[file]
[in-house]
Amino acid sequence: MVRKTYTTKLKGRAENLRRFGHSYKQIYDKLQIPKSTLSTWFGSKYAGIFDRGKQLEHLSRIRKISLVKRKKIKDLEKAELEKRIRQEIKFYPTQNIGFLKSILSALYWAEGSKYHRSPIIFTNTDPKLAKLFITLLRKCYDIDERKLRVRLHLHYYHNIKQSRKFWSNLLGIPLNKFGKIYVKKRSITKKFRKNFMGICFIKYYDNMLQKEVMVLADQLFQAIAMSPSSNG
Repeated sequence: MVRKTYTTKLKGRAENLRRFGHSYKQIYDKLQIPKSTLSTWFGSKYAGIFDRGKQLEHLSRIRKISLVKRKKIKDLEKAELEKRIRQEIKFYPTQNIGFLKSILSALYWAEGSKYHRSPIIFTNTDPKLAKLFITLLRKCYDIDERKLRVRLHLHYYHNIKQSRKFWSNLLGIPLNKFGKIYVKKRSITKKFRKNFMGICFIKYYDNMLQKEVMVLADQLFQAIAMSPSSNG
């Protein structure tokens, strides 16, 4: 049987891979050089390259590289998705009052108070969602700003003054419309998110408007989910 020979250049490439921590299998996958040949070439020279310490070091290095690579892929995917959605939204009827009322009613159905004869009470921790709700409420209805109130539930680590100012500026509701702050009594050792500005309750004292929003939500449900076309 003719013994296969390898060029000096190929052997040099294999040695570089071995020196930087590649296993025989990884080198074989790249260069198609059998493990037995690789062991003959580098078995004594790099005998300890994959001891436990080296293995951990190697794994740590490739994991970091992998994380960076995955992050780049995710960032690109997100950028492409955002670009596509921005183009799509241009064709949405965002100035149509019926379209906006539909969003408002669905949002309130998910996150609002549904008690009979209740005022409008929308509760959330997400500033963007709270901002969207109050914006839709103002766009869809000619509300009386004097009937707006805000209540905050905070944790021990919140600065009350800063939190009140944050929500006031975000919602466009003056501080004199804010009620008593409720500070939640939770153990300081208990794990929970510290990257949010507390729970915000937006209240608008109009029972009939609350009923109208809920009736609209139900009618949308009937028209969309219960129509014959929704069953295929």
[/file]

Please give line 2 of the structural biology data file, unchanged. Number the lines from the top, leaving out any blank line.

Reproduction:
Amino acid sequence: MVRKTYTTKLKGRAENLRRFGHSYKQIYDKLQIPKSTLSTWFGSKYAGIFDRGKQLEHLSRIRKISLVKRKKIKDLEKAELEKRIRQEIKFYPTQNIGFLKSILSALYWAEGSKYHRSPIIFTNTDPKLAKLFITLLRKCYDIDERKLRVRLHLHYYHNIKQSRKFWSNLLGIPLNKFGKIYVKKRSITKKFRKNFMGICFIKYYDNMLQKEVMVLADQLFQAIAMSPSSNG